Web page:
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type unsoundness with constraints and polymorphic variants
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Date: -- (:)
From: Christopher L Conway <cconway@c...>
Subject: Re: [Caml-list] type unsoundness with constraints and polymorphic variants
I think the lack of a formal (or, let's say, rigorous) full-language
specification is a serious liability for OCaml. The manual is
instructive primarily by example---it doesn't give much intuition
about tricky corner cases and there are some advanced features that it
doesn't mention at all. For instance, the availability of existential
types can be inferred from a grammar production in Section 6.4 (if you
know what you are looking for), but the semantics of an existential
type are not described even superficially!

It's understandable that nobody has found the time to do this, because
it's quite a lot of thankless work. Perhaps a way that the community
could contribute is by producing a richer specification? (I don't mean
a standardization effort and all that that implies. I mean a rigorous
effort to document the existing implementation.)

Chris

On Feb 13, 2008 3:00 AM, Jacques Garrigue <garrigue@math.nagoya-u.ac.jp> wrote:
> From: Andrej Bauer <Andrej.Bauer@fmf.uni-lj.si>
>
> > Out of curiosity, is there a document describing the current ocaml
> > typing system, other than the compiler source code?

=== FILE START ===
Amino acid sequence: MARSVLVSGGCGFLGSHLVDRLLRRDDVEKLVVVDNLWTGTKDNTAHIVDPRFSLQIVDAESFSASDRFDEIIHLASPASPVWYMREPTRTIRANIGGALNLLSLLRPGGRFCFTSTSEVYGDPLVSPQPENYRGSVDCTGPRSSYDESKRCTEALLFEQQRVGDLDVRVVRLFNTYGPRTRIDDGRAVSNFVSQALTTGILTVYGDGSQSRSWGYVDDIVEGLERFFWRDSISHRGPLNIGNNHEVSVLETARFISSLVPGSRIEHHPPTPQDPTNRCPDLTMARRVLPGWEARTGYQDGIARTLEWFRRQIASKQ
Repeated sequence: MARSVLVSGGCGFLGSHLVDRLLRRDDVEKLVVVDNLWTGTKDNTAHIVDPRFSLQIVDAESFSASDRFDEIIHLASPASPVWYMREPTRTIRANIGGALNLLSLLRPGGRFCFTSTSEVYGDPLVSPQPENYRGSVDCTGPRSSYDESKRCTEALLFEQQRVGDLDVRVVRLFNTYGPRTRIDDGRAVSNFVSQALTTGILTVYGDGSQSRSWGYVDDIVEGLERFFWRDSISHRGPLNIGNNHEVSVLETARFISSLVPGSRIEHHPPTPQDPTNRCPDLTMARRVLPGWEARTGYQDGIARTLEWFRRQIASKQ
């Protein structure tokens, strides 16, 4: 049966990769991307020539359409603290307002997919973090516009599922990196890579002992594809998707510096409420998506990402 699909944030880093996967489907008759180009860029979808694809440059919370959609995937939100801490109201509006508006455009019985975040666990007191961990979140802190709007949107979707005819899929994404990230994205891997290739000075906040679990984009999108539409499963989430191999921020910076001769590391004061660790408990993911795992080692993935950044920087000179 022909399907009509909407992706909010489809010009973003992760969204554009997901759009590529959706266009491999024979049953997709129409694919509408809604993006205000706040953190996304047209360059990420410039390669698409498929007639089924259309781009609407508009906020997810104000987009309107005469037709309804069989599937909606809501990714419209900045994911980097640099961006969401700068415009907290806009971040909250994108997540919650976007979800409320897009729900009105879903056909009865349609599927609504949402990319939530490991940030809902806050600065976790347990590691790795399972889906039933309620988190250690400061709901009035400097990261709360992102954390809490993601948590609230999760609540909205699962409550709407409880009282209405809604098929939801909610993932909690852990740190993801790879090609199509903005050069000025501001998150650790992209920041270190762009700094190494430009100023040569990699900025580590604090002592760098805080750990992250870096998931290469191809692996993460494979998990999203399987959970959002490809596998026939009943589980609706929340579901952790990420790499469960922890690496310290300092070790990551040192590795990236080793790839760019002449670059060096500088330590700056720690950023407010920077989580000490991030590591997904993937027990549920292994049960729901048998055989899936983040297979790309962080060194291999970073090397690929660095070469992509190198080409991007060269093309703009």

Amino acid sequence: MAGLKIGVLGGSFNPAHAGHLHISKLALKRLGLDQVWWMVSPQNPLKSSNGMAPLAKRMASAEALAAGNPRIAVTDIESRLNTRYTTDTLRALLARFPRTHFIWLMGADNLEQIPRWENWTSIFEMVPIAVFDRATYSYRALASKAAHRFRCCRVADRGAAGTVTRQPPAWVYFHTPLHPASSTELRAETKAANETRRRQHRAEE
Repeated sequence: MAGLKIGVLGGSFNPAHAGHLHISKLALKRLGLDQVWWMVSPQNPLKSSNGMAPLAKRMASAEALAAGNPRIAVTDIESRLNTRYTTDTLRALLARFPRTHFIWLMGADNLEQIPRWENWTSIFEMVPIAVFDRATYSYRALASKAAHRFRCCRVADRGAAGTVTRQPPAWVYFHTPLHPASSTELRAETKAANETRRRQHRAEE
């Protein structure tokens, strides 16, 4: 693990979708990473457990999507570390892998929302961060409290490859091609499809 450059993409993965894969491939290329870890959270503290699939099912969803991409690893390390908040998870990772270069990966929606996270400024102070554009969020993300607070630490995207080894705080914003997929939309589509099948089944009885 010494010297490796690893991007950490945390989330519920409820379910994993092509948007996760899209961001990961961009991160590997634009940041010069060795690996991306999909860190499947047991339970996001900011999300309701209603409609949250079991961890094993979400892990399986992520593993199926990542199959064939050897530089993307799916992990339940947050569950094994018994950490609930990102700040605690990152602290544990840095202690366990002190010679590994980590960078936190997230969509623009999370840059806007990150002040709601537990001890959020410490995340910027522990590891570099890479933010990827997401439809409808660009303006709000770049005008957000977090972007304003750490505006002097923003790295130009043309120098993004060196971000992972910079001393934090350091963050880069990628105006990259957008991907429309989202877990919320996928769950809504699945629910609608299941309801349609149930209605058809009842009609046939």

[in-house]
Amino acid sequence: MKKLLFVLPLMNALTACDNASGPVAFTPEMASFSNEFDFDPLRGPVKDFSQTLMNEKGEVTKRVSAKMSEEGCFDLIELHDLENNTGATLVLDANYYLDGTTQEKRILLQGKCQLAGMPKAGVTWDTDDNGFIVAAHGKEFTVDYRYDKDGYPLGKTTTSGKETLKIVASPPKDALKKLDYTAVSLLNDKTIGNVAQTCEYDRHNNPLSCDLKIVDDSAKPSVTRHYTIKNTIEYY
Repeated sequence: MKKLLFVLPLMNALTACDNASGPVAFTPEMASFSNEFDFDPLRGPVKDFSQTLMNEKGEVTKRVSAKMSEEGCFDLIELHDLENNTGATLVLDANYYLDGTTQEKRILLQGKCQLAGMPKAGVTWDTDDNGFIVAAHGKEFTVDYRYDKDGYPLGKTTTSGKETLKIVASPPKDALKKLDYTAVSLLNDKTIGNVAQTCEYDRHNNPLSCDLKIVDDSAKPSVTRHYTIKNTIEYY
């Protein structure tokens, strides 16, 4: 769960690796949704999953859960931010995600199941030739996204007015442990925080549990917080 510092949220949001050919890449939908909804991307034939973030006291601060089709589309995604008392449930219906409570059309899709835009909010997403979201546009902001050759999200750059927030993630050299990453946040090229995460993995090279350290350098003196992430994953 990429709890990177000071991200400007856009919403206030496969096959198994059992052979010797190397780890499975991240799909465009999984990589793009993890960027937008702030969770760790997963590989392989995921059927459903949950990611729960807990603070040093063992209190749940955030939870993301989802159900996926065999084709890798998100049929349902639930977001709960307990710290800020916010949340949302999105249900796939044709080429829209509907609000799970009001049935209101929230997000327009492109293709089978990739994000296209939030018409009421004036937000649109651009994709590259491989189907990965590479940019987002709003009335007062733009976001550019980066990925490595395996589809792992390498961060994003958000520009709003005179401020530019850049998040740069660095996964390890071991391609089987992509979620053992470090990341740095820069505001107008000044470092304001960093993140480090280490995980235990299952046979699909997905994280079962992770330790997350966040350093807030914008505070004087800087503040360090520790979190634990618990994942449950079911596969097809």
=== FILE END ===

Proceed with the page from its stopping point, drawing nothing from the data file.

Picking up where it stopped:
> >
> > More generally, what level of formal specification and verification does
> > ocaml reach? None, well commented code, a fragment of the language is
> > formalized, someone's PhD described the compiler, there is an official
> > document describing the compiler, God gave Xavier the type system on Mt
> > Blanc, or what?
>
> Most of the type system is formalized, but there is no single place to
> look at.
> Caml Special Light (ocaml minus objects and variants) was mostly based
> on Xavier's work, so you can look at his papers for that part (and
> more recent extensions of the module system).
> Objects were added by Didier Remy and Jerome Vouillon, and Jerome's
> thesis is a good source for this.
> I worked on labels (with Jun Furuse) and polymorphic variants, so you
> may look at my papers for those.
> Private types are by Pierre Weis, and I suppose he wrote something on
> them too.
> And this list is not exhaustive.
>
> Of course all these papers consider each feature independently, and
> are not always up to date with the current ocaml implementation, but
> if the behaviour does not follow them, there is a high probability
> that this is a bug.
>
> Note also that some parts have no published formal specification.
> For instance, subtyping coercions, or variance inference. The intended
> behaviour is relatively clear though.
>
> Jacques Garrigue
>
>
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